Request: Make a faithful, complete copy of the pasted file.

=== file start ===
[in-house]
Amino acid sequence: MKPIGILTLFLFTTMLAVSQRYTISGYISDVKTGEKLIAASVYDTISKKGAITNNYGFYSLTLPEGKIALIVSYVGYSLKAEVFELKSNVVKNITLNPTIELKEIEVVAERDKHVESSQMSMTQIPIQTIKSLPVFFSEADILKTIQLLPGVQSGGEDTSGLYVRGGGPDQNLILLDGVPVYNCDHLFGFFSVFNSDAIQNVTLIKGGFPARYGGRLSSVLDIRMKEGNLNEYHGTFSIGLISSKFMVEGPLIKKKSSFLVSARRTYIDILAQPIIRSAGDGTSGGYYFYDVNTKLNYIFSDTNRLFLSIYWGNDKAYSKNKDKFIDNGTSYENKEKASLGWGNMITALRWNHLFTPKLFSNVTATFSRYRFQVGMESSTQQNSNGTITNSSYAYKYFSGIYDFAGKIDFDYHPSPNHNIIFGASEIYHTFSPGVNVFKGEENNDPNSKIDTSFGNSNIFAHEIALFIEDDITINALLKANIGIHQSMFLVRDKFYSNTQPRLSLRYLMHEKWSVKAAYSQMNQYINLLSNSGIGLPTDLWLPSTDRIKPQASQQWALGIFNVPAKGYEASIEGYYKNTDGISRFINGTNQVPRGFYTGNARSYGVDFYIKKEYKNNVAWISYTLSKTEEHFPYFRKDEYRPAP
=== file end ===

[in-house]
Amino acid sequence: MKPIGILTLFLFTTMLAVSQRYTISGYISDVKTGEKLIAASVYDTISKKGAITNNYGFYSLTLPEGKIALIVSYVGYSLKAEVFELKSNVVKNITLNPTIELKEIEVVAERDKHVESSQMSMTQIPIQTIKSLPVFFSEADILKTIQLLPGVQSGGEDTSGLYVRGGGPDQNLILLDGVPVYNCDHLFGFFSVFNSDAIQNVTLIKGGFPARYGGRLSSVLDIRMKEGNLNEYHGTFSIGLISSKFMVEGPLIKKKSSFLVSARRTYIDILAQPIIRSAGDGTSGGYYFYDVNTKLNYIFSDTNRLFLSIYWGNDKAYSKNKDKFIDNGTSYENKEKASLGWGNMITALRWNHLFTPKLFSNVTATFSRYRFQVGMESSTQQNSNGTITNSSYAYKYFSGIYDFAGKIDFDYHPSPNHNIIFGASEIYHTFSPGVNVFKGEENNDPNSKIDTSFGNSNIFAHEIALFIEDDITINALLKANIGIHQSMFLVRDKFYSNTQPRLSLRYLMHEKWSVKAAYSQMNQYINLLSNSGIGLPTDLWLPSTDRIKPQASQQWALGIFNVPAKGYEASIEGYYKNTDGISRFINGTNQVPRGFYTGNARSYGVDFYIKKEYKNNVAWISYTLSKTEEHFPYFRKDEYRPAP